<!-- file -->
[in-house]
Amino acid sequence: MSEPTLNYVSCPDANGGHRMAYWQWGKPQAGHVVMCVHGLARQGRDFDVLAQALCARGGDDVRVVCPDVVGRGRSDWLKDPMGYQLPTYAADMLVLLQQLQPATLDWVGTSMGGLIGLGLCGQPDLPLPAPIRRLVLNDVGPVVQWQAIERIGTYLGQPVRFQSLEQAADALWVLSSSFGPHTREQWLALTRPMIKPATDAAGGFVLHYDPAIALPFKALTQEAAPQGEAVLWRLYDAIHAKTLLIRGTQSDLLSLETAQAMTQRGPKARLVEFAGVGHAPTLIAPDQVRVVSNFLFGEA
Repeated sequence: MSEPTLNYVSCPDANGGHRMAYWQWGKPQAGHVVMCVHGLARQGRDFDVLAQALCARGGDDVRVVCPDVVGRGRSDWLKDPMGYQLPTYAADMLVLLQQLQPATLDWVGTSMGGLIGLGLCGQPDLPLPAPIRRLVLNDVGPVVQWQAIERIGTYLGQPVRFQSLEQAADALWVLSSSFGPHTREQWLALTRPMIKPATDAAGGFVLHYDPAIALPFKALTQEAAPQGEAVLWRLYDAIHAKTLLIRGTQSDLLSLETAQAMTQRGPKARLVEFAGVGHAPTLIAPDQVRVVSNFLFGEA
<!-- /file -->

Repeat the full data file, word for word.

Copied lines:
[in-house]
Amino acid sequence: MSEPTLNYVSCPDANGGHRMAYWQWGKPQAGHVVMCVHGLARQGRDFDVLAQALCARGGDDVRVVCPDVVGRGRSDWLKDPMGYQLPTYAADMLVLLQQLQPATLDWVGTSMGGLIGLGLCGQPDLPLPAPIRRLVLNDVGPVVQWQAIERIGTYLGQPVRFQSLEQAADALWVLSSSFGPHTREQWLALTRPMIKPATDAAGGFVLHYDPAIALPFKALTQEAAPQGEAVLWRLYDAIHAKTLLIRGTQSDLLSLETAQAMTQRGPKARLVEFAGVGHAPTLIAPDQVRVVSNFLFGEA
Repeated sequence: MSEPTLNYVSCPDANGGHRMAYWQWGKPQAGHVVMCVHGLARQGRDFDVLAQALCARGGDDVRVVCPDVVGRGRSDWLKDPMGYQLPTYAADMLVLLQQLQPATLDWVGTSMGGLIGLGLCGQPDLPLPAPIRRLVLNDVGPVVQWQAIERIGTYLGQPVRFQSLEQAADALWVLSSSFGPHTREQWLALTRPMIKPATDAAGGFVLHYDPAIALPFKALTQEAAPQGEAVLWRLYDAIHAKTLLIRGTQSDLLSLETAQAMTQRGPKARLVEFAGVGHAPTLIAPDQVRVVSNFLFGEA